Ozier Muhammad/The New York Times/Redux

Democracy and Justice: Collected Writings edited by Desiree Ramos Reiner, Jim Lyons, Erik Opsal, Mikayla Terrell, and Lena Glaser. Brennan Center for Justice, NYU Law School, 152 pp., available at



The New York Review

was to keep as many supporters of the Democrats as possible from voting. In his book The Voting Wars, Richard Hasen, an expert on election law, writes, “Florida mainly taught political operatives the benefits of manipulating the rules. . . . Election law has become part of a political strategy.” After Bush took office, Republican operatives set out to find instances of “voter fraud”—someone impersonating a qualified voter, which is a felony. But though allegations of fraudulent voting were widely made, almost none were proved. Hasen points out that people who cry foul often confuse registration fraud with fraudulence in the casting of votes. In 2009, workers for the community action organization ACORN were caught registering unqualified voters, but that didn’t mean that those people would vote. The workers were often paid per registration, so they had an incentive. Moreover, Hasen says, it would take a great many cases of voter impersonation to swing an election. “The bottom line,” he writes, “is that we have no modern instances to show that voter impersonation fraud is a real problem.” After the 2006 midterms, at the behest of the Bush White House the Justice Department fired nine US attorneys (all of whom it had appointed) for failing to come up with evidence of voting fraud. After the Republican sweep of the 2010 midterms, a national effort to manipulate voting laws began.

In 2013 the Supreme Court, by a 5–4 vote, gutted the Voting Rights Act. In the case of Shelby v. Holder, the Court found unconstitutional the sec-

tions requiring that states and regions with a history of voting discrimination must submit new voting rights laws to the Justice Department for clearance before the laws could go into effect. Congressman John Lewis called such preclearance “the heart and soul” of the Voting Rights Act. No sooner did the Shelby decision come down than a number of jurisdictions rushed to adopt new restrictive voting laws in time for the 2014 elections—with Texas in the lead. In ruling as it did, the Roberts Court broke with precedent (as it has tended to do) by overriding the will of Congress on voting rights. The majority—Chief Justice Roberts, along with Justices Anthony Kennedy, Antonin Scalia, Samuel Alito, and Clarence Thomas—held that there had been such progress in the states previously covered by the Voting Rights Act that preclearance was no longer necessary. In fact, what had actually happened was that though a great many more blacks were allowed to vote than before the act was passed, the recently adopted means to try to prevent large numbers of them from doing so were now more subtle. (The Court’s majority chose to ignore the extensive evidence of racial discrimination in voting that Congress had amassed when it considered extension of the Voting Rights Act in 2006.) Voter ID laws were the new literacy tests. Between 2000 and the issuance of the Shelby decision of 2013, 148 objections to unfair voting restrictions had been filed in twenty-nine states; Texas, with thirty objections, had the most. By the time of the 2014 elections twenty-one states had enacted new restrictions on voting rights. Follow-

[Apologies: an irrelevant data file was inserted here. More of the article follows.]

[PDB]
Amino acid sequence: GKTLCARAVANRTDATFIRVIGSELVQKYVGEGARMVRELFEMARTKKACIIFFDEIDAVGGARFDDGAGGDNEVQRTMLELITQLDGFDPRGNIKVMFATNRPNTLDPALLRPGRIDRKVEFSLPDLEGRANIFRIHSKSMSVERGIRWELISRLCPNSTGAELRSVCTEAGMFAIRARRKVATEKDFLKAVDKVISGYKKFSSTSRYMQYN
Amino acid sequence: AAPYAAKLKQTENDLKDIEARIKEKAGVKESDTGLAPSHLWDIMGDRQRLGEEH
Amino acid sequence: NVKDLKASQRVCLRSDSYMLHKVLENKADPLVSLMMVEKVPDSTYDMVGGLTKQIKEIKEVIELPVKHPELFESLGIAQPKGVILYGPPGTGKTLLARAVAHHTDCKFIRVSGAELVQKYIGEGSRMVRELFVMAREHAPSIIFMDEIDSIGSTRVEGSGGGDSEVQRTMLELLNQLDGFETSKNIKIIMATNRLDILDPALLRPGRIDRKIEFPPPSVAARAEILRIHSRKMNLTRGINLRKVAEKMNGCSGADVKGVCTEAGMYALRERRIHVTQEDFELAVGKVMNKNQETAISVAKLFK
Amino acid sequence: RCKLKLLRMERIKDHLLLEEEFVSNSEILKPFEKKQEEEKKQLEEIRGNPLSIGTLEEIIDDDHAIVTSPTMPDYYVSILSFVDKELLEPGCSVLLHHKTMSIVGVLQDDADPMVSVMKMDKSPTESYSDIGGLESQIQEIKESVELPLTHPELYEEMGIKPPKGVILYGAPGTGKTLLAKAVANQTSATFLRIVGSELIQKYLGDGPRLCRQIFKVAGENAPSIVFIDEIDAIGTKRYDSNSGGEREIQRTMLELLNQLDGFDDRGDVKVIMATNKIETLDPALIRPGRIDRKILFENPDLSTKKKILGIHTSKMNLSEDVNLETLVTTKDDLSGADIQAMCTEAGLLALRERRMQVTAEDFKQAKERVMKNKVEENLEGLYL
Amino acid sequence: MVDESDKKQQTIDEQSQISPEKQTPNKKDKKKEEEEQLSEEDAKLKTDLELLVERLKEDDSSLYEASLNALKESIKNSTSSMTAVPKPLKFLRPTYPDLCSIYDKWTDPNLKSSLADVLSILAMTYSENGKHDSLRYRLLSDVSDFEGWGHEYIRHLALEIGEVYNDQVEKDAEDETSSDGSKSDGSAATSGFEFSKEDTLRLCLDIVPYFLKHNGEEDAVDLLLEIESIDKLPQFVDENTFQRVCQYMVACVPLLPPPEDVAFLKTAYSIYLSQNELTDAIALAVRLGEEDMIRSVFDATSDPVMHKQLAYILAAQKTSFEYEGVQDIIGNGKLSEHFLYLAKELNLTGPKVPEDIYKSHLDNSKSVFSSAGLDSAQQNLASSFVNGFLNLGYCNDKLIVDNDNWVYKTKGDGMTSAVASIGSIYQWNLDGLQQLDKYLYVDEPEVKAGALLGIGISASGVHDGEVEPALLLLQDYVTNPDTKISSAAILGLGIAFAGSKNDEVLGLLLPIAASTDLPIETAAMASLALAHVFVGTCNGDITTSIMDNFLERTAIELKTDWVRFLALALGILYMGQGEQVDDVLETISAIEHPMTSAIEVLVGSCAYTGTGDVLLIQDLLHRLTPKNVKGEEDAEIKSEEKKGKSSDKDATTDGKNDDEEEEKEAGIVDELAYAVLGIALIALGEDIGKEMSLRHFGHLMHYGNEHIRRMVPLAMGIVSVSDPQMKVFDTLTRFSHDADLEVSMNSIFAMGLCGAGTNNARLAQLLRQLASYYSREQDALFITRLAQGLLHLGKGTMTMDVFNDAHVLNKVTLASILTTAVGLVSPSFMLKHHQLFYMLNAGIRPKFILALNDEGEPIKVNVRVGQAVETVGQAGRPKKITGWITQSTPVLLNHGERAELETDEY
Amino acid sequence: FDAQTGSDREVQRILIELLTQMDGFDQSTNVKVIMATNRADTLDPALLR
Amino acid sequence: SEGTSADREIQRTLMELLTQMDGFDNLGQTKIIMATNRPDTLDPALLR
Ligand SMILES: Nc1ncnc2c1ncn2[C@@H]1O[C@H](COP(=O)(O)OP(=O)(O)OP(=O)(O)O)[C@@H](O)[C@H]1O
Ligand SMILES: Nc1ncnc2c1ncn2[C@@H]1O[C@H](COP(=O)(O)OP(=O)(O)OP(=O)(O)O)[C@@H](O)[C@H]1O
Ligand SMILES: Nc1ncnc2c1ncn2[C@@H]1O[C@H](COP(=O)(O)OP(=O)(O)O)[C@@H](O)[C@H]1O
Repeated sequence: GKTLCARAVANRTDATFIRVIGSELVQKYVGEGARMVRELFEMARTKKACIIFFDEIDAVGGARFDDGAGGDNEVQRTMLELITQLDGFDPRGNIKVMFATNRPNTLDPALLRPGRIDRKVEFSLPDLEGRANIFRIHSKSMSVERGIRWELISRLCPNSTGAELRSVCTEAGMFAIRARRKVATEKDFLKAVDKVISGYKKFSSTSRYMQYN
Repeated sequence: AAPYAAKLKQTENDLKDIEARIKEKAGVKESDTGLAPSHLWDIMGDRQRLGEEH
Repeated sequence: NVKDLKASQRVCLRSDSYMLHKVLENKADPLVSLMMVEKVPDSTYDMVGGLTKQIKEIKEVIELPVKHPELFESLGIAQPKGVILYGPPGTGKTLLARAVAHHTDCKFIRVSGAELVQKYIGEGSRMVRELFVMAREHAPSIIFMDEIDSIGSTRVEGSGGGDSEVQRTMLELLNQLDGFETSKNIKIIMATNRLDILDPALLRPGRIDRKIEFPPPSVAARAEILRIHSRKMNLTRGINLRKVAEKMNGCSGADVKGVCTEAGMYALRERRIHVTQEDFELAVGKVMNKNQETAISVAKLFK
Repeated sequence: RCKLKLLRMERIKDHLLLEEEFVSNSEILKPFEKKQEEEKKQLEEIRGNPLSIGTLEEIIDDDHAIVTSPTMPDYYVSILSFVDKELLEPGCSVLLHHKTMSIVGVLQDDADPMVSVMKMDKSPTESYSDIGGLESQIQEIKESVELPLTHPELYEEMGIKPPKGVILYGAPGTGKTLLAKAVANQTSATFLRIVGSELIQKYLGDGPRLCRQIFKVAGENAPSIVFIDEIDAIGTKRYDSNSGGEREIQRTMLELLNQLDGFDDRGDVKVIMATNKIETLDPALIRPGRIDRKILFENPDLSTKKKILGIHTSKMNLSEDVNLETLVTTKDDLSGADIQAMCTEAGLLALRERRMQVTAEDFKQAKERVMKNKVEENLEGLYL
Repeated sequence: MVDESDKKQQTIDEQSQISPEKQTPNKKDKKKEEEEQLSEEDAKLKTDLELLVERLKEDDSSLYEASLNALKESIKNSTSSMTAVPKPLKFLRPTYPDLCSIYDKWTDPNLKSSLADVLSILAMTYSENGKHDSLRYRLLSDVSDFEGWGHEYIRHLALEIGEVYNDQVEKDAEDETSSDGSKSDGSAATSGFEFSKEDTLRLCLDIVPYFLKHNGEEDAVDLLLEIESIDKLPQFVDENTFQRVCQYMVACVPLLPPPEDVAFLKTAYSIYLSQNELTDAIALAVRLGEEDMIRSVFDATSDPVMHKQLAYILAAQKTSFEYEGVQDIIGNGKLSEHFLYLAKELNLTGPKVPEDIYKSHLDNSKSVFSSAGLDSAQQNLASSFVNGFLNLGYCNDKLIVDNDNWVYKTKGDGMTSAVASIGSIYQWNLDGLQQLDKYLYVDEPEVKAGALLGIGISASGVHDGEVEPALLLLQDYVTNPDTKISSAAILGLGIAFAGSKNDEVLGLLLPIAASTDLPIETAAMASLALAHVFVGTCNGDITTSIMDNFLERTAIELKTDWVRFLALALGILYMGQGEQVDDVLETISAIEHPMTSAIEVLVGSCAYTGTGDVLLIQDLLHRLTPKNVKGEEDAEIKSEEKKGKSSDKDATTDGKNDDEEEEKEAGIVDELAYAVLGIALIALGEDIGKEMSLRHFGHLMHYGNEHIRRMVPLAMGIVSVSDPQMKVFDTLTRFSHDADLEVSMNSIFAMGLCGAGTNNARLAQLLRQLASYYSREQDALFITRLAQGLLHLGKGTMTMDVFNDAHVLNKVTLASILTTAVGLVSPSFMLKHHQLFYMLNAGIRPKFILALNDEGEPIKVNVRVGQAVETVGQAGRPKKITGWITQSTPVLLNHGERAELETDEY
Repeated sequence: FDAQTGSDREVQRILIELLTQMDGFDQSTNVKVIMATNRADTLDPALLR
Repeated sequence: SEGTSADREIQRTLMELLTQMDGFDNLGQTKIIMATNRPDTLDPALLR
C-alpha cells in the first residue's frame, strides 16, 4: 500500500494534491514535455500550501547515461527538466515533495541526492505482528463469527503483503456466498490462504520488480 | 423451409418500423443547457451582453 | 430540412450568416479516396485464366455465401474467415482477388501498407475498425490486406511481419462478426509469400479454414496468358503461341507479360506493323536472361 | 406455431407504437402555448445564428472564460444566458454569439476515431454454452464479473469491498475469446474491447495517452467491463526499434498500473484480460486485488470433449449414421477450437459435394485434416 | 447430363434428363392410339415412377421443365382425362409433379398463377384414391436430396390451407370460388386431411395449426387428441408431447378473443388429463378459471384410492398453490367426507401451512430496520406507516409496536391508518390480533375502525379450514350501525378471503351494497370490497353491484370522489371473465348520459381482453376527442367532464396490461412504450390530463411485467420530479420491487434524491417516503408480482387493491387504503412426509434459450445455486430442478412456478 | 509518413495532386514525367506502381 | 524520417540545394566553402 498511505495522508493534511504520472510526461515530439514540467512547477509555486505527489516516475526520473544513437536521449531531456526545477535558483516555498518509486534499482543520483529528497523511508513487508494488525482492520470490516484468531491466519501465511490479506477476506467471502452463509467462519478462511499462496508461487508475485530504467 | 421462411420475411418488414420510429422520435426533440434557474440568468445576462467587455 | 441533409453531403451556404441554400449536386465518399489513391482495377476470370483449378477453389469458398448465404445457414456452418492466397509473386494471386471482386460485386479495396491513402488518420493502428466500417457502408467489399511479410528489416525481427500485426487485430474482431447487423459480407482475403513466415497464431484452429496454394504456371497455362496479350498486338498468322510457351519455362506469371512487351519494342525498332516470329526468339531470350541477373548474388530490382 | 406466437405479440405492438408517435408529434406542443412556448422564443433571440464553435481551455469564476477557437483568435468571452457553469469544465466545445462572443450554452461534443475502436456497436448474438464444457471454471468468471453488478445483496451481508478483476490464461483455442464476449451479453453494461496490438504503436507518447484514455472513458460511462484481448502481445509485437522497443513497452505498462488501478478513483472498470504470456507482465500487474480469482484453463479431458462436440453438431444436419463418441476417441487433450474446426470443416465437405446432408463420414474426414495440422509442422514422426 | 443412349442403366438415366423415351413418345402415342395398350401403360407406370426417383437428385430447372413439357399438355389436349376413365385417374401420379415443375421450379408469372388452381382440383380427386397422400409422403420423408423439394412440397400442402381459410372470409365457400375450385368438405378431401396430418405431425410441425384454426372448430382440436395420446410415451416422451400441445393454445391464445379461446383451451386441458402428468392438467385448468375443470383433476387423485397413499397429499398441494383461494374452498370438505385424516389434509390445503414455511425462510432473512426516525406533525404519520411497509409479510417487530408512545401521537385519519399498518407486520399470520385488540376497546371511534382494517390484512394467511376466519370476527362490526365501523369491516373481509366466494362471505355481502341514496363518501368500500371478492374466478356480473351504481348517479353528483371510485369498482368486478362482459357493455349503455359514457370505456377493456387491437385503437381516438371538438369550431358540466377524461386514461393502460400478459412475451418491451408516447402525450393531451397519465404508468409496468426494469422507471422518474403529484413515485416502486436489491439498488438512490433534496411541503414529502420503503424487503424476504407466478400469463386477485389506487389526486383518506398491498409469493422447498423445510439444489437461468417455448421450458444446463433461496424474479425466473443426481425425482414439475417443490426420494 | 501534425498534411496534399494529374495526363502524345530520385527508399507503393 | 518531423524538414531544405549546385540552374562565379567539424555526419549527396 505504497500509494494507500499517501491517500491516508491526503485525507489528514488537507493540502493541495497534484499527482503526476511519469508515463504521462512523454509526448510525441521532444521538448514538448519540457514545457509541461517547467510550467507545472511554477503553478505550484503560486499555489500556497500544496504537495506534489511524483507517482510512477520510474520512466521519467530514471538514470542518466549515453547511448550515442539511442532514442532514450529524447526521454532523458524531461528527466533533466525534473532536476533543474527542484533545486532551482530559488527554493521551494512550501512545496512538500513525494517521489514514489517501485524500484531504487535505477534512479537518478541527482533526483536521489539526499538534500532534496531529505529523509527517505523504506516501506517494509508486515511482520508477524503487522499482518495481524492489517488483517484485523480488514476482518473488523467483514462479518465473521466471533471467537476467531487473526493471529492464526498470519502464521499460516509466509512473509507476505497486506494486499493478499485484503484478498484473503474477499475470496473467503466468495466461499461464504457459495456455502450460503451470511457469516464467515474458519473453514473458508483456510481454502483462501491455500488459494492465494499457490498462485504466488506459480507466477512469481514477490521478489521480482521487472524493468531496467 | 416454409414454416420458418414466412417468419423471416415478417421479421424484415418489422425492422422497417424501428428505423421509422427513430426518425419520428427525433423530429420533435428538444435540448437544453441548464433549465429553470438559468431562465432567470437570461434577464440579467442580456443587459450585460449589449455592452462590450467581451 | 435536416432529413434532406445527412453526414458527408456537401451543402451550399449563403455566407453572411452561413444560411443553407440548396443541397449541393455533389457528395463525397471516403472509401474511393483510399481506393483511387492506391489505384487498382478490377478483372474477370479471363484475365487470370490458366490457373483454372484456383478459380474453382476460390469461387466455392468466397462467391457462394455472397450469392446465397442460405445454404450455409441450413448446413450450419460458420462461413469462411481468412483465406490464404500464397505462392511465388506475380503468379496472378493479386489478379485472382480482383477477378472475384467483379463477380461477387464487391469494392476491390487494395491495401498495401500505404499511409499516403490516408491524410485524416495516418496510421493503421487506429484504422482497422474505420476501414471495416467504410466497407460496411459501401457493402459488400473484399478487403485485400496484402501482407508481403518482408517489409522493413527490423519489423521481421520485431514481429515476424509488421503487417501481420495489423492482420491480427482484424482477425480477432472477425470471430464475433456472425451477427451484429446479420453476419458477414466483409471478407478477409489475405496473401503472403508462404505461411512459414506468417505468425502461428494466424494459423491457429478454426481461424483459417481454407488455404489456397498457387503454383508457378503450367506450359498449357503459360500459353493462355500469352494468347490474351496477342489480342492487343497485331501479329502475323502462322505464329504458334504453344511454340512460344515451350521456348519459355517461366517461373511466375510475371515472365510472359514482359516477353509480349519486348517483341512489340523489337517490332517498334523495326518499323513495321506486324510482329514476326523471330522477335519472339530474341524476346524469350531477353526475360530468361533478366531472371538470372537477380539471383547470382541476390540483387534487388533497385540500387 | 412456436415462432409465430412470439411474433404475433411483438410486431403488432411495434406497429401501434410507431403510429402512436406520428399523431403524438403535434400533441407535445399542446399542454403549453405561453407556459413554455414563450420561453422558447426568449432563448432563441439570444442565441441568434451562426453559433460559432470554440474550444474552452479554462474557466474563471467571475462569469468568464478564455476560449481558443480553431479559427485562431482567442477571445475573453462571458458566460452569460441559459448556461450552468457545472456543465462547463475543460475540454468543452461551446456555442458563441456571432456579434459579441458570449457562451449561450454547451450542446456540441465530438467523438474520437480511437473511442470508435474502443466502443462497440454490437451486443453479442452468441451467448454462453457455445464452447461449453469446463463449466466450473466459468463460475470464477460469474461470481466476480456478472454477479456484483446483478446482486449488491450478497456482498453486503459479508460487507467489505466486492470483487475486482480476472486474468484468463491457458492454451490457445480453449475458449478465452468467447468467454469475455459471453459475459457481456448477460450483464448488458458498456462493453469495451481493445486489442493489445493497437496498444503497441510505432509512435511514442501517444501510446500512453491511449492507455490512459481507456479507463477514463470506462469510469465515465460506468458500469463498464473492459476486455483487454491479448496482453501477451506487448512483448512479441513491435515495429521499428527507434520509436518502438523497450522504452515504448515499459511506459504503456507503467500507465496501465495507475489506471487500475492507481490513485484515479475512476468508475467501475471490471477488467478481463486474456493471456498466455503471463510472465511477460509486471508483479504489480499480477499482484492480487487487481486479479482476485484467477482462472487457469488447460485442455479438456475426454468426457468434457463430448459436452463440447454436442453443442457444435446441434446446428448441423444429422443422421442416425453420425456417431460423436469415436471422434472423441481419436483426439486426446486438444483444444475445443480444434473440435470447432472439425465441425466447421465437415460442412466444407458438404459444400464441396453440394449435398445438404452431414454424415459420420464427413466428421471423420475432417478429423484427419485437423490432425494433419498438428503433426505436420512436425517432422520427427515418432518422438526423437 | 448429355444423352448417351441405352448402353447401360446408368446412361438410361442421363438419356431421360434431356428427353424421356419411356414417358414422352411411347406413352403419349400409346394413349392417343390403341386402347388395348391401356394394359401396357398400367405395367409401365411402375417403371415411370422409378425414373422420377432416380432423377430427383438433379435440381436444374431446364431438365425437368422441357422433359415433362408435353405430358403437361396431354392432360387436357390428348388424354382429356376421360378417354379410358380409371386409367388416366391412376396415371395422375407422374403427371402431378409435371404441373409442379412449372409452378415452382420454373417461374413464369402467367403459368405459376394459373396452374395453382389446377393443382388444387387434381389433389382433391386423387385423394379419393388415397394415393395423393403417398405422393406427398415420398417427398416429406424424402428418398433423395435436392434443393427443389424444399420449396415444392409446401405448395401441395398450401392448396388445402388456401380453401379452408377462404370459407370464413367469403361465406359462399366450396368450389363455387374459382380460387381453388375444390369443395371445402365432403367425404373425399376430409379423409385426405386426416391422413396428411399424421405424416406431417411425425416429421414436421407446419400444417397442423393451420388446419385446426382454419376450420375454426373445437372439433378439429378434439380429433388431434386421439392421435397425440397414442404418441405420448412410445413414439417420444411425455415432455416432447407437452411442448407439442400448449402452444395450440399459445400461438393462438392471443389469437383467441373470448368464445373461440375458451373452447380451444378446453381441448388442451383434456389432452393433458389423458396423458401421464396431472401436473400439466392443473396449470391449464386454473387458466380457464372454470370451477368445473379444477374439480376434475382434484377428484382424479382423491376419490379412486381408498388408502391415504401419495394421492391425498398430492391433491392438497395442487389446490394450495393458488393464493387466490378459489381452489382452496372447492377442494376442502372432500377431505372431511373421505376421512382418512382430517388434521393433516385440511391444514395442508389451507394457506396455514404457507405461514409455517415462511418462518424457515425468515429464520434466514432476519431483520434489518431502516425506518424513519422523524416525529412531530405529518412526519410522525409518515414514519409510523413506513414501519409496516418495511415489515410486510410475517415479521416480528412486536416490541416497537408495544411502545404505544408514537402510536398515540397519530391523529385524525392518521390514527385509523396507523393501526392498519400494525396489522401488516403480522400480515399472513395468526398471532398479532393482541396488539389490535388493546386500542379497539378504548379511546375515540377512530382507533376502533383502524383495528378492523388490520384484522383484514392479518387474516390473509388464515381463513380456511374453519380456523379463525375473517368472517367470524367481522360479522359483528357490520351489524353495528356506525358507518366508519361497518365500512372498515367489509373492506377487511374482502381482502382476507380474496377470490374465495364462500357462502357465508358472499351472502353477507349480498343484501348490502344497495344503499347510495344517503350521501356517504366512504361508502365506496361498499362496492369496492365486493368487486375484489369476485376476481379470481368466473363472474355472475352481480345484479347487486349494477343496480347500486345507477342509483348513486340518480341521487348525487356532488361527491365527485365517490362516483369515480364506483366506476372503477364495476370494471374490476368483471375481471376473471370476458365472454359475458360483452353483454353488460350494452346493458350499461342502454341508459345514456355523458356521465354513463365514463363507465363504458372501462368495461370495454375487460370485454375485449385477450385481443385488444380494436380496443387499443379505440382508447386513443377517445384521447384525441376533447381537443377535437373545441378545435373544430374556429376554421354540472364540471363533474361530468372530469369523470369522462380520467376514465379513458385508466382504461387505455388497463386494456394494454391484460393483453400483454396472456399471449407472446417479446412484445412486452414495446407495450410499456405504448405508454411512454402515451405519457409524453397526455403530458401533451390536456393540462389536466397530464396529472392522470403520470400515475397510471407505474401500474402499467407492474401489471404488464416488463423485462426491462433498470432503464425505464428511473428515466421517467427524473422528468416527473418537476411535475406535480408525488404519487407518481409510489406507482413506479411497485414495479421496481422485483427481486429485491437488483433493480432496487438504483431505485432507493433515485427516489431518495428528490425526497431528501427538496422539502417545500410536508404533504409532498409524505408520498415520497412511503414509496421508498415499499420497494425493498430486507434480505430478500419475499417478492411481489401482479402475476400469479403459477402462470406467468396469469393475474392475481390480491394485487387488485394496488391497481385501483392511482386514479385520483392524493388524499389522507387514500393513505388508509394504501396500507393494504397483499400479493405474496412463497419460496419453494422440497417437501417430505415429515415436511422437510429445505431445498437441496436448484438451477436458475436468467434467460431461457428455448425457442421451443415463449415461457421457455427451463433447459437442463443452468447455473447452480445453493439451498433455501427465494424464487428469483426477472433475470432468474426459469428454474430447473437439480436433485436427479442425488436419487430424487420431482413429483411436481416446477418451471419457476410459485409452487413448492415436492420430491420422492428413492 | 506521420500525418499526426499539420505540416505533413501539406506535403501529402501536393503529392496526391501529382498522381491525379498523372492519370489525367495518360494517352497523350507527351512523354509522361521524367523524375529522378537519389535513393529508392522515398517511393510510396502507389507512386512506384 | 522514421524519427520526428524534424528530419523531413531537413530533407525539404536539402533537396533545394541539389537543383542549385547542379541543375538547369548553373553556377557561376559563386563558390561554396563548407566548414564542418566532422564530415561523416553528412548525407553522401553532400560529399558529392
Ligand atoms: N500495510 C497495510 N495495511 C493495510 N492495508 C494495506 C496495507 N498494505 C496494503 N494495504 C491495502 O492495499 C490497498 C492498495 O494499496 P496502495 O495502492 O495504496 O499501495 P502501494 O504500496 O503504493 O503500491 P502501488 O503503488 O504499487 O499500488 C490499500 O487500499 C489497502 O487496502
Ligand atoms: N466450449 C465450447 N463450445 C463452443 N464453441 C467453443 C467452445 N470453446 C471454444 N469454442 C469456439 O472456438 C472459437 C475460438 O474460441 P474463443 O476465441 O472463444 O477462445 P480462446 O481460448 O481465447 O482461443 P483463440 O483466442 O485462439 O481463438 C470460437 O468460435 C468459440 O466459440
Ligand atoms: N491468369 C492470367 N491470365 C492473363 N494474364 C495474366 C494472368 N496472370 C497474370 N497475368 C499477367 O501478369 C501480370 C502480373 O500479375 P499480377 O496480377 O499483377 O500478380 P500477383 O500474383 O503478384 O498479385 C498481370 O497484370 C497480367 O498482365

ing the Republican triumphs in the state elections in 2014, forty new voter restrictions were introduced in seventeen states during the first few weeks of 2015 alone. By now, according to the National Council of State Legislatures, a total of thirty-four states have adopted some sort of voter ID law, and as of late March of this year thirty-two such laws were in effect. For years, Republicans were more alert than Democrats to the many opportunities provided by controlling governorships and state legislatures. Right now, the Republicans are in total control of twenty-four states whereas the Democrats have total control of only seven. The lesson seems to be that once Republicans get total power at the state level, they find a way to rig the rules to keep the other side’s strongest constituencies from voting. Senator Patrick Leahy, chairman of the Judiciary Committee when the Democrats are in control, has been trying to win bipartisan support for repairing the holes the Supreme Court shot in the Voting Rights Act law in the Shelby decision. Previous extensions of the law had been approved by overwhelming majorities in both chambers. One early ally was Republican Representative Jim Sensenbrenner of Wisconsin, formerly chairman of the House Judiciary Committee. Leahy also got the agreement of then Republican Whip Eric Cantor, who, like Republican National Committee Chairman Reince Priebus, believed that the party had to reach out to black voters if it was to win and that the Republican brand required that the party come off as sympathetic to minorities.